On May 1, 1886, Chicago unionists, reformers, and ordinary workers combined to make the city the center of the national movement for an eight-hour day. Between April 25 and May 4, workers attended scores of meetings and paraded through the streets at least 19 times. On Saturday, May 1, 35,000 workers walked off their jobs. Tens of thousands more, both skilled and unskilled, joined them on May 3 and 4. Crowds traveled from workplace to workplace urging fellow workers to strike. Many now adopted the radical demand of eight hours’ work for ten hours’ pay. Police clashed with strikers at least a dozen times, three with shootings.
At the McCormick reaper plant, a long-simmering strike erupted in violence on May 3, and police fired at strikers, killing at least two. Anarchists called a protest meeting at the West Randolph Street Haymarket, advertising it in inflammatory leaflets, one of which called for “Revenge!”
The crowd gathered on the evening of May 4 on Des Plaines Street, just north of Randolph, was peaceful, and Mayor Carter H. Harrison, who attended, instructed police not to disturb the meeting. But when one speaker urged the dwindling crowd to “throttle” the law, 176 officers under Inspector John Bonfield marched to the meeting and ordered it to disperse.
Then someone hurled a bomb at the police, killing one officer instantly. Police drew guns, firing wildly. Sixty officers were injured, and eight died; an undetermined number of the crowd were killed or wounded.
The Haymarket bomb seemed to confirm the worst fears of business leaders and others anxious about the growing labor movement and radical influence in it. Mayor Harrison quickly banned meetings and processions. Police made picketing impossible and suppressed the radical press. Chicago newspapers publicized unsubstantiated police theories of anarchist conspiracies, and they published attacks on the foreign-born and calls for revenge, matching the anarchists in inflammatory language. The violence demoralized strikers, and only a few well-organized strikes continued.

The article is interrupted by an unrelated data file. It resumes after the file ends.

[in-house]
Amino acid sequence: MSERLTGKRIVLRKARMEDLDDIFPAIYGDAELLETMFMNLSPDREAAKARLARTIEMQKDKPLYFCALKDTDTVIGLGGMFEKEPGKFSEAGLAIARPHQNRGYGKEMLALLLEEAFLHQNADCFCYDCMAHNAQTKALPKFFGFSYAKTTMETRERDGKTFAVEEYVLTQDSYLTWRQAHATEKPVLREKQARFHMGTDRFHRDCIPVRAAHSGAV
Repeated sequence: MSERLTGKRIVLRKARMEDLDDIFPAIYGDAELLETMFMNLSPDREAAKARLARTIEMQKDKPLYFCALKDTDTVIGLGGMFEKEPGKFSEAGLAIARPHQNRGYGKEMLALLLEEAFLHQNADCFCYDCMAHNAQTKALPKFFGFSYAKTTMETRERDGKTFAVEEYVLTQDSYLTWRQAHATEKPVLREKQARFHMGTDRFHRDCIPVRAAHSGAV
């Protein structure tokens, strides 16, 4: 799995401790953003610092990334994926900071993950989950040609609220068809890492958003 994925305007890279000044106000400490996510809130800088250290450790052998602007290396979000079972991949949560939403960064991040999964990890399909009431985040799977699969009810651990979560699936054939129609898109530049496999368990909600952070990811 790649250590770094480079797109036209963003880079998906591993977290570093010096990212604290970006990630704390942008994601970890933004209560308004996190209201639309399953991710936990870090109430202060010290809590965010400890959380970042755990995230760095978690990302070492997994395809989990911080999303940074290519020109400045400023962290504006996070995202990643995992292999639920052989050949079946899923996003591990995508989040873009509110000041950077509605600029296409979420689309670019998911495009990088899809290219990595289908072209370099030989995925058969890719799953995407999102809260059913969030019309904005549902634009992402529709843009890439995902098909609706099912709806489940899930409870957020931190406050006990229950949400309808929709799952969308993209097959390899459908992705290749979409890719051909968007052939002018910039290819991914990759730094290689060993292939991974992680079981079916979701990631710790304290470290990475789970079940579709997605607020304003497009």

Police arrested hundreds of people, but never determined the identity of the bomb thrower. Amidst public clamor for revenge, however, eight anarchists, including prominent speakers and writers, were tried for murder. The partisan Judge Joseph E. Gary conducted the trial, and all 12 jurors acknowledged prejudice against the defendants.
Lacking credible evidence that the defendants threw the bomb or organized the bomb throwing, prosecutors focused on their writings and speeches. The jury, instructed to adopt a conspiracy
theory without legal precedent, convicted all eight. Seven were sentenced to death. The trial is now considered one of the worst miscarriages of justice in American history.
Many Americans were outraged at the verdicts, but legal appeals failed. Two death sentences were commuted, but on November 11, 1887, four defendants were hanged in the Cook County jail; one committed suicide. Hundreds of thousands turned out for the funeral procession of the five dead men. In 1893, Governor John Peter Altgeld granted the three imprisoned defendants absolute pardon, citing the lack of evidence against them and the unfairness of the trial.
Inspired by the American movement for a shorter workday, socialists and unionists around the world began celebrating May 1, or “May Day,” as an international workers’ holiday. In the twentieth century, the Soviet Union and other Communist countries officially adopted it. The Haymarket tragedy is remembered throughout the world in speeches, murals, and monuments. American observance was strongest in the decade before World War I. During the Cold War, many Americans saw May Day as a Communist holiday, and President Eisenhower proclaimed May 1 as “Loyalty Day” in 1955. Interest in Haymarket revived somewhat in the 1980s.
Source: Thale, C. (2004). Haymarket and May Day. The Encyclopedia of Chicago. Retrieved April 30, 2022, from http://www.encyclopedia.chicagohistory.org/pages/571.html
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